Tunnel Network in World War 1
At The Cultural Experience we always look to create tours that are educational and informative and we often explore areas and parts of history that are lesser known.
One such example of this is our Tunnellers on the Western Front tour: The Underground War.
More information regarding these tunnels came to light in an article by the Daily Mail recently.
With fighting reaching a stalemate in the trenches of the Western Front, both sides took the fight underground. They tunnelled beneath their opponent's trenches with the belief that they would achieve ‘vertical encirclement’ from below.
Beneath enemy lines and trenches, hardy sappers, most of whom were former coal miners and infantrymen fought their own subterranean war, placing massive charges under enemy trenches and setting up listening posts to try and gain the upper hand. This often led to skirmishes with opposite numbers in inter-connecting tunnels. This was the equivalent to submarine warfare, and its perpetrators were no less brave or resourceful.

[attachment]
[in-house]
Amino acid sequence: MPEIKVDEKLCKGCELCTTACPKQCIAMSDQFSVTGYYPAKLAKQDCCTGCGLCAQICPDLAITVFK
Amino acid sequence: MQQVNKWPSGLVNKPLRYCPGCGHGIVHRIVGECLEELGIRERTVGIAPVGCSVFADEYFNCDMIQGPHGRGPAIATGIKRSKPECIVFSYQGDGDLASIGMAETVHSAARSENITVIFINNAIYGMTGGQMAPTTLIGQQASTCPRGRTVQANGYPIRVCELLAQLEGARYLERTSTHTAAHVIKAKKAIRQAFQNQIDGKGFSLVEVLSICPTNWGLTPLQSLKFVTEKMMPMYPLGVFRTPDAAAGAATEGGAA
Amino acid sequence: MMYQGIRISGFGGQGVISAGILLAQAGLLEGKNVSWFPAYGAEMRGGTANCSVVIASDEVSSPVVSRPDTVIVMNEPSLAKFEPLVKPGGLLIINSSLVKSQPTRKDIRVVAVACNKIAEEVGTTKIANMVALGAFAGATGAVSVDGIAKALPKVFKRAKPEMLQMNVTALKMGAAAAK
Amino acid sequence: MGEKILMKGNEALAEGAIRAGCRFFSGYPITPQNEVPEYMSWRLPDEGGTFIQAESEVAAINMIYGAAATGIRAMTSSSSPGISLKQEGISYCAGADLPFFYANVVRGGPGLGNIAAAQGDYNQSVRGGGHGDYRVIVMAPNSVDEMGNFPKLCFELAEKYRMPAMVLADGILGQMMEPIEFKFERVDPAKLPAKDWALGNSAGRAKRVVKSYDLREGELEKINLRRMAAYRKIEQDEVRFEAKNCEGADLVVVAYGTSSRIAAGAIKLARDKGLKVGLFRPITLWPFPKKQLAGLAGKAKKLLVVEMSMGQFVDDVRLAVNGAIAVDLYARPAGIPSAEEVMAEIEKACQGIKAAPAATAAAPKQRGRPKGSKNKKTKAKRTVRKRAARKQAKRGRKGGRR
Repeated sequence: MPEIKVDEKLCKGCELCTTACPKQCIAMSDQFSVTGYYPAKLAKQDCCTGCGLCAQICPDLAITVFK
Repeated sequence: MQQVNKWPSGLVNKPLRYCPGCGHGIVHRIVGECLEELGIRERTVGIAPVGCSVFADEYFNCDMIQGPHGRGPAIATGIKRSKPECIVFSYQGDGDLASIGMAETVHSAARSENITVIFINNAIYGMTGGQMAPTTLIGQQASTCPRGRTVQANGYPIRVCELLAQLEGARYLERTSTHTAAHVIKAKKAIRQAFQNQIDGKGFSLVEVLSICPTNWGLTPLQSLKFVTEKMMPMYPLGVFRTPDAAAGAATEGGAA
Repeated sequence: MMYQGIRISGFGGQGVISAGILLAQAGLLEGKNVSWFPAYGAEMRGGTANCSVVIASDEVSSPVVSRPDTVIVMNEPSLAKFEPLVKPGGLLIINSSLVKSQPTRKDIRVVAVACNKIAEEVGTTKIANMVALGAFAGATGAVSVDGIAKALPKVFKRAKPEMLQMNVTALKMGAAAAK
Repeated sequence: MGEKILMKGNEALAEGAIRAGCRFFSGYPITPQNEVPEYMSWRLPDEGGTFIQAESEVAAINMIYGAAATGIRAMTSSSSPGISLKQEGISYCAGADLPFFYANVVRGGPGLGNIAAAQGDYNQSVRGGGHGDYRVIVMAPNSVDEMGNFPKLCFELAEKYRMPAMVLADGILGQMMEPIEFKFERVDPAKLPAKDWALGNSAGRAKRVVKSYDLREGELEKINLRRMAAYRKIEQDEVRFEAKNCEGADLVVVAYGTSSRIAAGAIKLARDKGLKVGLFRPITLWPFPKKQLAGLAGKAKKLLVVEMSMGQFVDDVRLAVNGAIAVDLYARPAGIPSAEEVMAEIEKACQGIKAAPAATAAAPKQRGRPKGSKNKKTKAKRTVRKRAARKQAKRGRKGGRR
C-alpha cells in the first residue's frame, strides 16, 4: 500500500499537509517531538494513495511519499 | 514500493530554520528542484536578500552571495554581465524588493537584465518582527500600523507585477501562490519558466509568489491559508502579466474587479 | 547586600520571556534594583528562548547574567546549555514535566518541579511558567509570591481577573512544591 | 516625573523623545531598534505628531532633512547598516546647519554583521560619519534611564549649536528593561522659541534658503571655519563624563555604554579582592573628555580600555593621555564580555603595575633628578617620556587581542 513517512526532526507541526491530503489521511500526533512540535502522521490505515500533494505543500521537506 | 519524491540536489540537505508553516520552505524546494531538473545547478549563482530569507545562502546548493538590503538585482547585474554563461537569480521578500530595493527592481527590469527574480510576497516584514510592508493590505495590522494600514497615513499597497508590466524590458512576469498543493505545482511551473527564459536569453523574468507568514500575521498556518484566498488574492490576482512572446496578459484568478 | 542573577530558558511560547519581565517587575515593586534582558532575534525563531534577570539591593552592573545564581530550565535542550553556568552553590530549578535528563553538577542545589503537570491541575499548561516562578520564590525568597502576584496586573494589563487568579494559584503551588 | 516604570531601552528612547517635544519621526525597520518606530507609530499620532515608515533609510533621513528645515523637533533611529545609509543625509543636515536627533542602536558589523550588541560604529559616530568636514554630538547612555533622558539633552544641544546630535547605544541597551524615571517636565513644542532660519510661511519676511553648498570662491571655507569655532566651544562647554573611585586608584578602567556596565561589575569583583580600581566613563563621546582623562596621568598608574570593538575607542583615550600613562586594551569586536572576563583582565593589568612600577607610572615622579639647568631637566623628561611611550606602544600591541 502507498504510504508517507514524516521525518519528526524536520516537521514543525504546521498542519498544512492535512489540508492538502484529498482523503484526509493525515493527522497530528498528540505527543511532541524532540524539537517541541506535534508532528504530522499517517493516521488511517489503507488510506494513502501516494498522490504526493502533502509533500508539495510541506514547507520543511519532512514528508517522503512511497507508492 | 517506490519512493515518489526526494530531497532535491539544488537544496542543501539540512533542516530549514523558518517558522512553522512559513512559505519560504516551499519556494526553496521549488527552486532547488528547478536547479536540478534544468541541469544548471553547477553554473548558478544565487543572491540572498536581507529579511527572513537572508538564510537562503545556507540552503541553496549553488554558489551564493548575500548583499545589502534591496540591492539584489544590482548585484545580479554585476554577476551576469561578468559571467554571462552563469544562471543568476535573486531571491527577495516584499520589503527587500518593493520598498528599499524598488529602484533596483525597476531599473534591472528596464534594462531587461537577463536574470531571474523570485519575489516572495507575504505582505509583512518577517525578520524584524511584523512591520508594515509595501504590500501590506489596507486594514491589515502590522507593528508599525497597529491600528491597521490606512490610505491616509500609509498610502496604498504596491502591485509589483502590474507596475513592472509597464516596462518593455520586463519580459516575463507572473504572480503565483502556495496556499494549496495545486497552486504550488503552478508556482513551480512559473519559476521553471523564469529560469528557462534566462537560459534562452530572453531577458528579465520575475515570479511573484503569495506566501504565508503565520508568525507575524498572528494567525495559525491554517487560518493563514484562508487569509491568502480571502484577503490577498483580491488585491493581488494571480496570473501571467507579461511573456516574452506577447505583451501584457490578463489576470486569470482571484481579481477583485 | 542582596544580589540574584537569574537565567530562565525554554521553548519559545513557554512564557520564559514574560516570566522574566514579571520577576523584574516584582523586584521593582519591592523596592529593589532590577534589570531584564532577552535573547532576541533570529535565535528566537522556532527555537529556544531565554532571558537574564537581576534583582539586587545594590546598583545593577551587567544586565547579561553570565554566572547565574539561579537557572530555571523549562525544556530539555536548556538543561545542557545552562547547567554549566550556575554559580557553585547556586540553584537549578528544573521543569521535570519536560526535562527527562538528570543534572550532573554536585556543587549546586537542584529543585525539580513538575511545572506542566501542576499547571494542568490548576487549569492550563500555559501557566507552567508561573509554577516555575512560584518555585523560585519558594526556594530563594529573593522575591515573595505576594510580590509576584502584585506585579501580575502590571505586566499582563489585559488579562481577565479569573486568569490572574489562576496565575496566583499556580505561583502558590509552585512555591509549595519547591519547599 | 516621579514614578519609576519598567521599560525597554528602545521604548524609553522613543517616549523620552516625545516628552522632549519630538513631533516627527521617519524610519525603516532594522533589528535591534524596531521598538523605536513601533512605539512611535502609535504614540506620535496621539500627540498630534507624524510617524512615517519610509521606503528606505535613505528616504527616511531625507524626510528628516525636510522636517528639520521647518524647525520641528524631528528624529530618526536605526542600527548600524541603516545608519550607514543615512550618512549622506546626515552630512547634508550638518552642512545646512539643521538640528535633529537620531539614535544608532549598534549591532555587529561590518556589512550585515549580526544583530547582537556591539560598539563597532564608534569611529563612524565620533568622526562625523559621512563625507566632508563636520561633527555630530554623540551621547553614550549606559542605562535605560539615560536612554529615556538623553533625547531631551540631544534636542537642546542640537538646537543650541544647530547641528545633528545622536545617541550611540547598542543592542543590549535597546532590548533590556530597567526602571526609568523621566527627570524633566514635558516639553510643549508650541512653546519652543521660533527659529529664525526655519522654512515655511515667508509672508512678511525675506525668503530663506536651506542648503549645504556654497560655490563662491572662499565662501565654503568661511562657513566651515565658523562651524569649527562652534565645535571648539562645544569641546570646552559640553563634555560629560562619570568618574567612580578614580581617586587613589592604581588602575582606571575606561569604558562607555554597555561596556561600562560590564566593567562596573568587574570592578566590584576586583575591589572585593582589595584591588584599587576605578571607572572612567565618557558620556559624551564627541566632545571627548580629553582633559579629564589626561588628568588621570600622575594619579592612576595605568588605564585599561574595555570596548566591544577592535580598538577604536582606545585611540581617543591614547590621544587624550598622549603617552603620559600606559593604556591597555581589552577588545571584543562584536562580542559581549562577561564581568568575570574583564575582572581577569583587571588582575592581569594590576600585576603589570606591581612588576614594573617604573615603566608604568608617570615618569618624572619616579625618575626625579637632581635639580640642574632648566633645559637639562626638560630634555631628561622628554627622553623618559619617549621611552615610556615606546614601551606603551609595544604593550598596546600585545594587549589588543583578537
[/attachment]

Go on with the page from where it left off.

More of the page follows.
It was actually the Germans that began the practice of tunnelling, digging their first one in December 1914 50 miles from Calais, exploding ten mines under the trenches of the British.
It didn’t take long for the British to form their own specialist tunnelling company. Coal miners from across the country were deployed and they were soon sinking shafts as much as 80ft in to the Flanders clay.
Our tour, led by acclaimed WW1 author Simon Jones departs in June and has special access to sites that are not generally open to the public. Simon has also provided more information regarding this tour on his own website
Added: 6th March 2017